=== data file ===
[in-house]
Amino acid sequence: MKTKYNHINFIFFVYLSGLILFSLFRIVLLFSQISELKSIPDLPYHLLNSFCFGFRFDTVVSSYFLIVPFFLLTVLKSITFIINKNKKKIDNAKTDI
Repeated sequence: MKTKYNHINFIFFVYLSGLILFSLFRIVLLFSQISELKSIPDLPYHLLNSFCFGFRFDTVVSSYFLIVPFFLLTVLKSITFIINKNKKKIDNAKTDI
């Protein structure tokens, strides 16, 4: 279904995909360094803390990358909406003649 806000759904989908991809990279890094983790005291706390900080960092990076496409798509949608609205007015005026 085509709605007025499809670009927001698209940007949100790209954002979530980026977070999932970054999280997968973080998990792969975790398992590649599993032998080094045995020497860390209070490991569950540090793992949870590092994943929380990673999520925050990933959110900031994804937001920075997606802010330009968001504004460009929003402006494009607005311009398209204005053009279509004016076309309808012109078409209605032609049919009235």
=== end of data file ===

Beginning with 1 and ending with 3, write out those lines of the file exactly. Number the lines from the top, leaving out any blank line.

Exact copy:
[in-house]
Amino acid sequence: MKTKYNHINFIFFVYLSGLILFSLFRIVLLFSQISELKSIPDLPYHLLNSFCFGFRFDTVVSSYFLIVPFFLLTVLKSITFIINKNKKKIDNAKTDI
Repeated sequence: MKTKYNHINFIFFVYLSGLILFSLFRIVLLFSQISELKSIPDLPYHLLNSFCFGFRFDTVVSSYFLIVPFFLLTVLKSITFIINKNKKKIDNAKTDI